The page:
Brazil’s failure to attract more than one bid for a license to develop the country’s biggest oil discovery is a windfall for state-run Petroleo Brasileiro SA.
Petrobras rose the most in two months yesterday after partnering Royal Dutch Shell Plc and Total SA to win a 35-year concession for the Libra prospect. Without any other offers, the group picked up what could become one of the two largest deep-water fields for the minimum government profit pledge.
While Chief Oil Regulator Magda Chambriard described the auction as “a big success,” authorities said last month they were looking for two or three bidding groups from the 11 registered companies. Contract terms, including requirements that Petrobras operate the field and own at least 30 percent, helped attract other state companies including China National Petroleum Corp. and Cnooc Ltd. No U.S. companies participated.
“We beat very low expectations; that doesn’t exactly make it a rousing success,” Tony Volpon, head of emerging-market research for the Americas at Nomura Holdings Inc., said by phone from New York. “They were expecting a competitive auction. What they got was one group, at the minimum.”
Petrobras, which will take a 40 percent stake in the concession, declined 1.8 percent to 18.55 reais at the close in Sao Paulo after jumping 5.3 percent yesterday. The stock is down 16 percent in the past year compared with a 3.8 percent drop by Brazil’s benchmark equity index.
Shell, based in The Hague, and France’s Total each have 20 percent stakes in the consortium, while Cnooc and CNPC have 10 percent apiece. The group pledged to the government the minimum 41.65 percent of profit oil, or the barrels remaining after costs. Bank of America Corp. said in an Oct. 14 report that less than 50 percent would be seen as beneficial for Petrobras. The companies will pay a 15 billion-real signing fee.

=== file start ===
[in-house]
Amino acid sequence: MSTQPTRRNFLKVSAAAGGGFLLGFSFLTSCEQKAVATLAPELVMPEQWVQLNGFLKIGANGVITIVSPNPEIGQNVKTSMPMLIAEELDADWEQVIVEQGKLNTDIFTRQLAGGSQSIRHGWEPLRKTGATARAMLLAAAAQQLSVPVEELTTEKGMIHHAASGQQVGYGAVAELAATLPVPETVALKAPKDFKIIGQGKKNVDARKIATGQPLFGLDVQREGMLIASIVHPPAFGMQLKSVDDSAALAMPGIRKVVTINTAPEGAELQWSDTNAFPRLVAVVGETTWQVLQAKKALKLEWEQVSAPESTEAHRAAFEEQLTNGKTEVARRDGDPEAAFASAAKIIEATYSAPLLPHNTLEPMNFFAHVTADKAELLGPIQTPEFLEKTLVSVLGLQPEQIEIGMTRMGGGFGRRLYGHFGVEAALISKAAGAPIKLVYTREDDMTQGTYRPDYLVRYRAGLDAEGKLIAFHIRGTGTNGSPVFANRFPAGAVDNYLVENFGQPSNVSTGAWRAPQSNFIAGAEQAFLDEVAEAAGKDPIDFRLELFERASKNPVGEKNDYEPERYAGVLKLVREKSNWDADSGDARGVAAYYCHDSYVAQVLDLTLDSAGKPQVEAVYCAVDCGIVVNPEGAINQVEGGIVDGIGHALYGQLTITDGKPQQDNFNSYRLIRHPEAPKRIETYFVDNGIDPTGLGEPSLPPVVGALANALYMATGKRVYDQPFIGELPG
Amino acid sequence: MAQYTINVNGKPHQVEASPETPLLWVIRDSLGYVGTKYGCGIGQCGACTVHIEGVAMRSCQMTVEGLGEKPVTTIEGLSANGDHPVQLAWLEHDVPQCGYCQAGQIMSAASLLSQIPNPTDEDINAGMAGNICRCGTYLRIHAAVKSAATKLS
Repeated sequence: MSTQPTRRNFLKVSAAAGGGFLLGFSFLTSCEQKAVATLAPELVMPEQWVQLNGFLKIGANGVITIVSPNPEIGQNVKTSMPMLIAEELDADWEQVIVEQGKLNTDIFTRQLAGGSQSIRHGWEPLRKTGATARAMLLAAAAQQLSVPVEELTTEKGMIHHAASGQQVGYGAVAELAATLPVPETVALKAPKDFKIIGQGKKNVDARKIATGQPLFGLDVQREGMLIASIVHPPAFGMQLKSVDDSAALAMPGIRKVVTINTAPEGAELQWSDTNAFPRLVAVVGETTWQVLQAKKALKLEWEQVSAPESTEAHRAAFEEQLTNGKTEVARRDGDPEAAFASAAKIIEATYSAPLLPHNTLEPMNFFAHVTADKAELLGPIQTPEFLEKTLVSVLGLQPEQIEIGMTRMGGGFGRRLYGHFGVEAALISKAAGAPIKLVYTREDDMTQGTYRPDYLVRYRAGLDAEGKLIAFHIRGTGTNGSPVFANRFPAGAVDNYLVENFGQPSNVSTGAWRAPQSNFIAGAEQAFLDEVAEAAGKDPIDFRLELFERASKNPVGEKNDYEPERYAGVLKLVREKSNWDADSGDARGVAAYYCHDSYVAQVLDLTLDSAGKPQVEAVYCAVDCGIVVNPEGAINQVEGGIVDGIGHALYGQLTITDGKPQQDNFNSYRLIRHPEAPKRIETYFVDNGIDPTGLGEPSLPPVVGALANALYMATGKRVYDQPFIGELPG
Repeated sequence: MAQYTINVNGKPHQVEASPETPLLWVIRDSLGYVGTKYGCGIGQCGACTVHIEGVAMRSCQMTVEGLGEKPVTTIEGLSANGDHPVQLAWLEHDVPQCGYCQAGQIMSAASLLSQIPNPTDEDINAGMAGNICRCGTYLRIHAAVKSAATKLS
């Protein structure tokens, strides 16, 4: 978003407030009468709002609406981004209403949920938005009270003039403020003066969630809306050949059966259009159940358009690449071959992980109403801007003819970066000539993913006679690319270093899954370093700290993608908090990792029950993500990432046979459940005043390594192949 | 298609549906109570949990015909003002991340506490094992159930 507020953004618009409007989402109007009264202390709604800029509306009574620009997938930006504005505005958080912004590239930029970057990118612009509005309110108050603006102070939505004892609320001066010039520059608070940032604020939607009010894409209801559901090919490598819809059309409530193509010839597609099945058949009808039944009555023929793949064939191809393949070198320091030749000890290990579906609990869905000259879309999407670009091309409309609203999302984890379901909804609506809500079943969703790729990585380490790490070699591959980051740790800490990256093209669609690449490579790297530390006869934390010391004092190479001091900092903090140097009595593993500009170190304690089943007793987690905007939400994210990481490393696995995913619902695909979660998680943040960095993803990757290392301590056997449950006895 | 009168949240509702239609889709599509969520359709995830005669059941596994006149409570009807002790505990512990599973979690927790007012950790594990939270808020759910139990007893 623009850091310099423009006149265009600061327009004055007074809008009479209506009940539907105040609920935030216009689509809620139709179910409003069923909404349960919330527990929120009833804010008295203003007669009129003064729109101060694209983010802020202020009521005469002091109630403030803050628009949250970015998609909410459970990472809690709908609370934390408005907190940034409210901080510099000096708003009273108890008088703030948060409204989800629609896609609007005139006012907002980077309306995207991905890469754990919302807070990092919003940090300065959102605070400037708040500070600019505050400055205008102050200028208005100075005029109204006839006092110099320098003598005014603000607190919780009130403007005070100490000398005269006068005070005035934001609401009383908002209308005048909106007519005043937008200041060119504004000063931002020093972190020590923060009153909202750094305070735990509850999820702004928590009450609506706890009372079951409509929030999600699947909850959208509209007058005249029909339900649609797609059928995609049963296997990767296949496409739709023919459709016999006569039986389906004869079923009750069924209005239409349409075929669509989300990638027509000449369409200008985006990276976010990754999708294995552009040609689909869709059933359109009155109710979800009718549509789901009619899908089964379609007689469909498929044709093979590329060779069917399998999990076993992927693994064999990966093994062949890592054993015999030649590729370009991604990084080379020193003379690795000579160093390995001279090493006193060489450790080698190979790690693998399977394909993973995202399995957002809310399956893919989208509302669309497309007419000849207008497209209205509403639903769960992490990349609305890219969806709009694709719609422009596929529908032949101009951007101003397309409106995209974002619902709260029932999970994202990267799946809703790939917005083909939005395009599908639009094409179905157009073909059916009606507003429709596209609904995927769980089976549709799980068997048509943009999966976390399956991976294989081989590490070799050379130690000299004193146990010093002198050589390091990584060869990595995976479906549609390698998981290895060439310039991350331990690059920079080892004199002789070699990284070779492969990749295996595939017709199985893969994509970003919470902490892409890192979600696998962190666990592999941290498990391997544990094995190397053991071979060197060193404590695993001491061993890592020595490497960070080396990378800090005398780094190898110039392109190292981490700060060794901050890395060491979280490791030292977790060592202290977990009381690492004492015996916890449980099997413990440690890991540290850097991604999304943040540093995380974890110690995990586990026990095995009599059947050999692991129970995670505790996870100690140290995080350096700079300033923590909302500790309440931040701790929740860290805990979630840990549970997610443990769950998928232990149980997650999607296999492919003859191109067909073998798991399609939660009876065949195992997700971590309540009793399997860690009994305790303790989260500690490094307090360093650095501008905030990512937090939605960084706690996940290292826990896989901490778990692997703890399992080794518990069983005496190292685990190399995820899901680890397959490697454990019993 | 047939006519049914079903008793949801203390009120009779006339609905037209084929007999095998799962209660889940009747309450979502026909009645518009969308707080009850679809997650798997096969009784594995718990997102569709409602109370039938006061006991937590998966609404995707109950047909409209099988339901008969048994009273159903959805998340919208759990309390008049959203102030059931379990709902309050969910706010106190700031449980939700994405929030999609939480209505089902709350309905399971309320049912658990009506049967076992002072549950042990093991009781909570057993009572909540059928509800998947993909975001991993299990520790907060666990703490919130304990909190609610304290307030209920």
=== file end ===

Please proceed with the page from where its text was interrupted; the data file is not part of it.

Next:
While Shell advanced 1 percent to 2,102 pence in London today. Total lost 0.4 percent to 44.20 euros in Paris.
Libra is the first auction of subsea prospects known as pre-salt using a production-sharing model. The government’s share of profit oil will rise or fall according to a combination of oil prices and production, Petrobras said in a statement yesterday. The 41.65 percent rate is set to a Brent price range of $100 to $120 a barrel and average output per well of 10,000 to 12,000 barrels a day, it said.
Brazil increased its control of the industry under former President Luiz Inacio Lula da Silva after it announced in 2007 the discovery of at least 50 billion barrels trapped under a layer of salt two miles below the seabed. Legislation also calls for a new state company to represent the government with the power to veto decisions at pre-salt projects, including Libra.
Libra will generate 1 trillion reais for the government over the life of the project and serve as a model for other pre-salt licenses, President Dilma Rousseff said in a televised address yesterday.
“Brazil is, and will continue to be, a country open to national and foreign investment that respects contracts,” Rousseff said. Foreign partners “will have significant profits in line with the risk taken and the investments.”